Understanding Proper Back Brace Use

back brace, back painBack brace use has become so common in modern society that these devices barely get a second glance. Just think of how many support belts and devices you see in the average gym! Other times we may spot someone wearing one while doing yard work or even running errands.  It’s a big shift from the days when back brace use may have involved a cumbersome full-body contraption.

Now, thanks to smaller and more readily available devices, they’ve become ubiquitous – not necessarily a good thing as many people now begin back brace use without first consulting a doctor. Too few people realize that back braces are supposed to be temporary. In fact, not only can long-term back brace use become ineffective, it can actually damage your back by reducing muscle use and consequently, weakening your back overall.

Understand when, where and for how long to use a back brace and be sure that you are healing your back rather than harming it.

What is a back brace?

It’s easy to get confused about just what constitutes a back brace – after all, there are plenty of consumer-targeted devices out there designed to stabilize the back. Back braces may come in metal or plastic, they may be full-body to support an entire spine, or they may be smaller, soft models designed to support a specific area such as the lower back.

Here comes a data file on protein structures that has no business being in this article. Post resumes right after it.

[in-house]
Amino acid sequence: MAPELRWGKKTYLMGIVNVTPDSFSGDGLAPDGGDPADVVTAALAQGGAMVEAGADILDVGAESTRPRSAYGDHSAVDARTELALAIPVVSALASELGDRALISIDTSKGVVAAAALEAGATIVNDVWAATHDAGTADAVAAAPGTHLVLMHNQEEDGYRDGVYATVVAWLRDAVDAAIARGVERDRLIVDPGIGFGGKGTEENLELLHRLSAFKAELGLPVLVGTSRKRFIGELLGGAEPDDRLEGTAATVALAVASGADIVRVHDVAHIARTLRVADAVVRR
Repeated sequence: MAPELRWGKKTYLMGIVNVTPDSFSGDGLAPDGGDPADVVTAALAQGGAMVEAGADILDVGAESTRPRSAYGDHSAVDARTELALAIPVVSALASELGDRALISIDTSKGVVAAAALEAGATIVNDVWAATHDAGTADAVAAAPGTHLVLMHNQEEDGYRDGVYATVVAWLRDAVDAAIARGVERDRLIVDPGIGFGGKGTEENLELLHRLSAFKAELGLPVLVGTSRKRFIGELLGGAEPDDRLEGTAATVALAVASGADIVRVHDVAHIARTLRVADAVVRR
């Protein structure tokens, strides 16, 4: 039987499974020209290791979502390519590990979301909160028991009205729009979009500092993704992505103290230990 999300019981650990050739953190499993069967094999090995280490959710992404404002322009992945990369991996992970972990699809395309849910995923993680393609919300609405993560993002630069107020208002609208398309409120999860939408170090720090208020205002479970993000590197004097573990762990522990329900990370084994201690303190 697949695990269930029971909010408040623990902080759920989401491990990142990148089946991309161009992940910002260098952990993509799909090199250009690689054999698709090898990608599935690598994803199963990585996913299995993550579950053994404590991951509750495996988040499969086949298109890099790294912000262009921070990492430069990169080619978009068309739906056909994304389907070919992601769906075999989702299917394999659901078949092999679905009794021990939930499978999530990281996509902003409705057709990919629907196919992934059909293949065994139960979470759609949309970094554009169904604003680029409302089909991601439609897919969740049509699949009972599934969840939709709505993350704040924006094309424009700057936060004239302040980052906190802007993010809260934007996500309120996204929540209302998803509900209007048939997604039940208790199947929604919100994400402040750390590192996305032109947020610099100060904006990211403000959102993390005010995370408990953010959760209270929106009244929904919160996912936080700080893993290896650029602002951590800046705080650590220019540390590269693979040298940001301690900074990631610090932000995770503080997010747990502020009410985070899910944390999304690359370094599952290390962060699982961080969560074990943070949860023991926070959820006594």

No matter what design, a back brace is generally designed to let your body heal by reducing the workload on the back. It does this by supporting structures in the lumbar spine and restricting the range of motion to prevent movements that exacerbate the pain. It also can help maintain correct posture, an often-overlooked back pain culprit.

When back brace use is appropriate

Patients suffering from scoliosis or being treated for some other back condition might be prescribed back brace use to help heal. This is most likely after an injury or after surgery.

Back braces also can be used to prevent injury, particularly during heavy lifting or other strenuous physical activity.

Problems can arise, though, when patients become dependent on a back brace. When is too long to wear a back brace? This answer is unique to each patient and should be determined by working with a doctor. The important thing is that you use the device under doctor’s supervision and not infinitely.

Doing otherwise can result in weak muscles in the back and abdomen.

Once your doctor says it’s ok to begin wearing your back brace less or even not at all, there are a few easy ways to build your back up:

  • Once the pain has subsided significantly start therapeutic exercises
  • Try planks to strengthen your core; start holding the position as long as you can and work your way up to longer times
  • Practice prone extension exercises to strengthen the muscles in the low back

Follow these tips to a strong back and you should be able to put your back brace away in not time!




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